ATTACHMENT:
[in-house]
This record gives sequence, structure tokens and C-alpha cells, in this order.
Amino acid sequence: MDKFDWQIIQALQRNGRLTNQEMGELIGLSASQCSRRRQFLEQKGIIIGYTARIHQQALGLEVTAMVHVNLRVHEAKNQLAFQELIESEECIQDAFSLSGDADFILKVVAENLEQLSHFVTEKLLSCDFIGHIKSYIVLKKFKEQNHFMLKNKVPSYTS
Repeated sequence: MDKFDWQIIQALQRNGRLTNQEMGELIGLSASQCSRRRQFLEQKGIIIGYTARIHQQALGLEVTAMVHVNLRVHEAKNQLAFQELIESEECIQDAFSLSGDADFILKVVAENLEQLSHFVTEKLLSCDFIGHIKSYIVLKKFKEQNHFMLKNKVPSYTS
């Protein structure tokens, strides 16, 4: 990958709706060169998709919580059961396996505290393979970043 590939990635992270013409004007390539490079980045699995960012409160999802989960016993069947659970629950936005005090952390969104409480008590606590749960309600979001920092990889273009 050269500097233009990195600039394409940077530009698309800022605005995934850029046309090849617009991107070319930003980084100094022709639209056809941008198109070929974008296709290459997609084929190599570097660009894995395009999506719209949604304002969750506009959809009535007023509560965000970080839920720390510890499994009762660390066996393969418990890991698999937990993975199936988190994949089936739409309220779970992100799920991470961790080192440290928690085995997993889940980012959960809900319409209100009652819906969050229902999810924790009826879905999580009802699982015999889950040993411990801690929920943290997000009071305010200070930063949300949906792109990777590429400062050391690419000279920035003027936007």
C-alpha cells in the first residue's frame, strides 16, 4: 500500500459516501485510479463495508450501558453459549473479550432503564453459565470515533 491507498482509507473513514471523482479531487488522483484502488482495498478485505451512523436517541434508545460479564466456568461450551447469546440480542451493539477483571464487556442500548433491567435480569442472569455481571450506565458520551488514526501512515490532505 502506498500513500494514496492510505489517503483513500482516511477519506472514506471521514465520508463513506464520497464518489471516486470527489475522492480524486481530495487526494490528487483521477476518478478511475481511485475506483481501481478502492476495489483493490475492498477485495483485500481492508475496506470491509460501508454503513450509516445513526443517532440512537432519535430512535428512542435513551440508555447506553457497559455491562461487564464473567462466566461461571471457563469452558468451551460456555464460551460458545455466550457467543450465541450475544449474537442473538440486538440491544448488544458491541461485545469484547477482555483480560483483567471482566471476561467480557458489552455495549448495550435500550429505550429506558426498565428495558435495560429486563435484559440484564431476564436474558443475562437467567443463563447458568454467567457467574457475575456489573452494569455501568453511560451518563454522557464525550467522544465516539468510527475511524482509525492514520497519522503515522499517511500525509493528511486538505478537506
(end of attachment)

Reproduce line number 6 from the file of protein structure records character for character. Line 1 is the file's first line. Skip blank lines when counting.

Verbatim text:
C-alpha cells in the first residue's frame, strides 16, 4: 500500500459516501485510479463495508450501558453459549473479550432503564453459565470515533 491507498482509507473513514471523482479531487488522483484502488482495498478485505451512523436517541434508545460479564466456568461450551447469546440480542451493539477483571464487556442500548433491567435480569442472569455481571450506565458520551488514526501512515490532505 502506498500513500494514496492510505489517503483513500482516511477519506472514506471521514465520508463513506464520497464518489471516486470527489475522492480524486481530495487526494490528487483521477476518478478511475481511485475506483481501481478502492476495489483493490475492498477485495483485500481492508475496506470491509460501508454503513450509516445513526443517532440512537432519535430512535428512542435513551440508555447506553457497559455491562461487564464473567462466566461461571471457563469452558468451551460456555464460551460458545455466550457467543450465541450475544449474537442473538440486538440491544448488544458491541461485545469484547477482555483480560483483567471482566471476561467480557458489552455495549448495550435500550429505550429506558426498565428495558435495560429486563435484559440484564431476564436474558443475562437467567443463563447458568454467567457467574457475575456489573452494569455501568453511560451518563454522557464525550467522544465516539468510527475511524482509525492514520497519522503515522499517511500525509493528511486538505478537506